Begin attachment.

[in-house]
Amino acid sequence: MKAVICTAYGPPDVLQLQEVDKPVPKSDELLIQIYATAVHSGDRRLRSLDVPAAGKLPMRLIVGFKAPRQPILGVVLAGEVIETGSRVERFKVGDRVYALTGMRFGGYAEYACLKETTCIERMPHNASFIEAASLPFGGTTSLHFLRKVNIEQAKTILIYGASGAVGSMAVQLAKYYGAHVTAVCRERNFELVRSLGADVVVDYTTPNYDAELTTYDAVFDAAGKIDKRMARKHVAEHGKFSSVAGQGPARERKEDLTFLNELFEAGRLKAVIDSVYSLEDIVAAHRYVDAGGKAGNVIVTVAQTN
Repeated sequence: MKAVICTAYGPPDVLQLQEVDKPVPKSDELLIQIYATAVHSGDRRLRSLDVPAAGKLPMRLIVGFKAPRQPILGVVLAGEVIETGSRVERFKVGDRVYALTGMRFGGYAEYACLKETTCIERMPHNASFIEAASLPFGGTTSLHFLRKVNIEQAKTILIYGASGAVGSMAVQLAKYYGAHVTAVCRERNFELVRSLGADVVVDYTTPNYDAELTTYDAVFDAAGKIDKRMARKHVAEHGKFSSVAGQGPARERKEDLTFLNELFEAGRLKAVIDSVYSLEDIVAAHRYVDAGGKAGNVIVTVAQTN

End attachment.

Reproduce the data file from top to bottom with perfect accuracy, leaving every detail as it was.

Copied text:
[in-house]
Amino acid sequence: MKAVICTAYGPPDVLQLQEVDKPVPKSDELLIQIYATAVHSGDRRLRSLDVPAAGKLPMRLIVGFKAPRQPILGVVLAGEVIETGSRVERFKVGDRVYALTGMRFGGYAEYACLKETTCIERMPHNASFIEAASLPFGGTTSLHFLRKVNIEQAKTILIYGASGAVGSMAVQLAKYYGAHVTAVCRERNFELVRSLGADVVVDYTTPNYDAELTTYDAVFDAAGKIDKRMARKHVAEHGKFSSVAGQGPARERKEDLTFLNELFEAGRLKAVIDSVYSLEDIVAAHRYVDAGGKAGNVIVTVAQTN
Repeated sequence: MKAVICTAYGPPDVLQLQEVDKPVPKSDELLIQIYATAVHSGDRRLRSLDVPAAGKLPMRLIVGFKAPRQPILGVVLAGEVIETGSRVERFKVGDRVYALTGMRFGGYAEYACLKETTCIERMPHNASFIEAASLPFGGTTSLHFLRKVNIEQAKTILIYGASGAVGSMAVQLAKYYGAHVTAVCRERNFELVRSLGADVVVDYTTPNYDAELTTYDAVFDAAGKIDKRMARKHVAEHGKFSSVAGQGPARERKEDLTFLNELFEAGRLKAVIDSVYSLEDIVAAHRYVDAGGKAGNVIVTVAQTN